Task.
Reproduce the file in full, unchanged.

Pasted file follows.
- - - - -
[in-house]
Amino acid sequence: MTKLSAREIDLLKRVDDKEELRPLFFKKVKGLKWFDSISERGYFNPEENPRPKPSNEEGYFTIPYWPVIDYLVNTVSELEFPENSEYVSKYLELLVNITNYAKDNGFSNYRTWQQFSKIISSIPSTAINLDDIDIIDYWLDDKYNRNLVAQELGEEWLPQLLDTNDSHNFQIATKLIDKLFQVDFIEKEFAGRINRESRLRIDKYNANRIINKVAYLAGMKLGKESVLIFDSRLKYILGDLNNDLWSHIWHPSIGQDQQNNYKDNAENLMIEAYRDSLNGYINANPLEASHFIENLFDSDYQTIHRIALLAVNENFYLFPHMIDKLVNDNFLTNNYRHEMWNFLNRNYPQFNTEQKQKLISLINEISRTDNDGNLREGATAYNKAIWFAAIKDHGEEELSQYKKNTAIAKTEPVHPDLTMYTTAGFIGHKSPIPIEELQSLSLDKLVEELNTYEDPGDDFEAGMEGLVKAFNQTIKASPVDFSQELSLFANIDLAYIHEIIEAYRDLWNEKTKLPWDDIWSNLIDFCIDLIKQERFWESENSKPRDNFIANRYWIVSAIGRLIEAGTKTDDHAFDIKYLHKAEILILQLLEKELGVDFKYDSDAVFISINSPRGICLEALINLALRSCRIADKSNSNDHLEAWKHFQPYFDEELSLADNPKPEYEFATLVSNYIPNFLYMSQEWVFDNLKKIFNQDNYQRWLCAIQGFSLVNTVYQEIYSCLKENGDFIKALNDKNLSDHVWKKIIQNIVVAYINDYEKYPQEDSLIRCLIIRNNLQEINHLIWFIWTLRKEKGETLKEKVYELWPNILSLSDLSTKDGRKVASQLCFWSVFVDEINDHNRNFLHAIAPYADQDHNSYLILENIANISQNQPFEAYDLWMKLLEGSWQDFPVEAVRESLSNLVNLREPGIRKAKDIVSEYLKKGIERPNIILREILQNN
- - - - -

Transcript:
[in-house]
Amino acid sequence: MTKLSAREIDLLKRVDDKEELRPLFFKKVKGLKWFDSISERGYFNPEENPRPKPSNEEGYFTIPYWPVIDYLVNTVSELEFPENSEYVSKYLELLVNITNYAKDNGFSNYRTWQQFSKIISSIPSTAINLDDIDIIDYWLDDKYNRNLVAQELGEEWLPQLLDTNDSHNFQIATKLIDKLFQVDFIEKEFAGRINRESRLRIDKYNANRIINKVAYLAGMKLGKESVLIFDSRLKYILGDLNNDLWSHIWHPSIGQDQQNNYKDNAENLMIEAYRDSLNGYINANPLEASHFIENLFDSDYQTIHRIALLAVNENFYLFPHMIDKLVNDNFLTNNYRHEMWNFLNRNYPQFNTEQKQKLISLINEISRTDNDGNLREGATAYNKAIWFAAIKDHGEEELSQYKKNTAIAKTEPVHPDLTMYTTAGFIGHKSPIPIEELQSLSLDKLVEELNTYEDPGDDFEAGMEGLVKAFNQTIKASPVDFSQELSLFANIDLAYIHEIIEAYRDLWNEKTKLPWDDIWSNLIDFCIDLIKQERFWESENSKPRDNFIANRYWIVSAIGRLIEAGTKTDDHAFDIKYLHKAEILILQLLEKELGVDFKYDSDAVFISINSPRGICLEALINLALRSCRIADKSNSNDHLEAWKHFQPYFDEELSLADNPKPEYEFATLVSNYIPNFLYMSQEWVFDNLKKIFNQDNYQRWLCAIQGFSLVNTVYQEIYSCLKENGDFIKALNDKNLSDHVWKKIIQNIVVAYINDYEKYPQEDSLIRCLIIRNNLQEINHLIWFIWTLRKEKGETLKEKVYELWPNILSLSDLSTKDGRKVASQLCFWSVFVDEINDHNRNFLHAIAPYADQDHNSYLILENIANISQNQPFEAYDLWMKLLEGSWQDFPVEAVRESLSNLVNLREPGIRKAKDIVSEYLKKGIERPNIILREILQNN